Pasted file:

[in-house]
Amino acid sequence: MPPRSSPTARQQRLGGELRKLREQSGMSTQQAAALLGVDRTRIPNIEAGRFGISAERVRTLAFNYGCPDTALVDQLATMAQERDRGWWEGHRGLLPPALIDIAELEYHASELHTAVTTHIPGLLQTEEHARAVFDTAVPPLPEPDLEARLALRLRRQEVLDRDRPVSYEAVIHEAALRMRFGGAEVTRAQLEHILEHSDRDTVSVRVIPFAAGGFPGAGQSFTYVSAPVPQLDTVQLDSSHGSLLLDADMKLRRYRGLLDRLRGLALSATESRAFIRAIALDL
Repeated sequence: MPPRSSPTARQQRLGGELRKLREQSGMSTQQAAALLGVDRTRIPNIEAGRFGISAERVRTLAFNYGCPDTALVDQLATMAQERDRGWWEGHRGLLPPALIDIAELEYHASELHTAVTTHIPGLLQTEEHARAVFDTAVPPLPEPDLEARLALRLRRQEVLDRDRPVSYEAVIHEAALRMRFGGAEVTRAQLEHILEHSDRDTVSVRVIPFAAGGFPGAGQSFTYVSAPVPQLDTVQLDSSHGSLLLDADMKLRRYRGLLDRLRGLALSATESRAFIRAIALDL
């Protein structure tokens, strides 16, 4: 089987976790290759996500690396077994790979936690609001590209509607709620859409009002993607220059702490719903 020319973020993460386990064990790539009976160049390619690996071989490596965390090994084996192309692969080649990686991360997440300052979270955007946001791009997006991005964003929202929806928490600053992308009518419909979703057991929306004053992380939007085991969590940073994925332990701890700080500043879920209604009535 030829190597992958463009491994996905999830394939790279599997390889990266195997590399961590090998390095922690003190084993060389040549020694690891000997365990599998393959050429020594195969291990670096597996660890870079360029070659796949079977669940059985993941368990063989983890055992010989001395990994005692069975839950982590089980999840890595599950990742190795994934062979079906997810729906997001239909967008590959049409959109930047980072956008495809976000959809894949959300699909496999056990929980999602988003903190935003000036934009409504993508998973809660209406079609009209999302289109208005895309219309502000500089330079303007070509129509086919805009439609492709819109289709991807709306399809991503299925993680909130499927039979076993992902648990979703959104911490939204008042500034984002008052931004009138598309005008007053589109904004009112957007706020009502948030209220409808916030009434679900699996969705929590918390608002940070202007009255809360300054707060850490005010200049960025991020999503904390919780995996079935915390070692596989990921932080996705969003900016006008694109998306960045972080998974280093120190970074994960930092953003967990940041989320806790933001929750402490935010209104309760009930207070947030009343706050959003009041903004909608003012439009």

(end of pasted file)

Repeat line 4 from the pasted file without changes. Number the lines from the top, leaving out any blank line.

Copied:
């Protein structure tokens, strides 16, 4: 089987976790290759996500690396077994790979936690609001590209509607709620859409009002993607220059702490719903 020319973020993460386990064990790539009976160049390619690996071989490596965390090994084996192309692969080649990686991360997440300052979270955007946001791009997006991005964003929202929806928490600053992308009518419909979703057991929306004053992380939007085991969590940073994925332990701890700080500043879920209604009535 030829190597992958463009491994996905999830394939790279599997390889990266195997590399961590090998390095922690003190084993060389040549020694690891000997365990599998393959050429020594195969291990670096597996660890870079360029070659796949079977669940059985993941368990063989983890055992010989001395990994005692069975839950982590089980999840890595599950990742190795994934062979079906997810729906997001239909967008590959049409959109930047980072956008495809976000959809894949959300699909496999056990929980999602988003903190935003000036934009409504993508998973809660209406079609009209999302289109208005895309219309502000500089330079303007070509129509086919805009439609492709819109289709991807709306399809991503299925993680909130499927039979076993992902648990979703959104911490939204008042500034984002008052931004009138598309005008007053589109904004009112957007706020009502948030209220409808916030009434679900699996969705929590918390608002940070202007009255809360300054707060850490005010200049960025991020999503904390919780995996079935915390070692596989990921932080996705969003900016006008694109998306960045972080998974280093120190970074994960930092953003967990940041989320806790933001929750402490935010209104309760009930207070947030009343706050959003009041903004909608003012439009």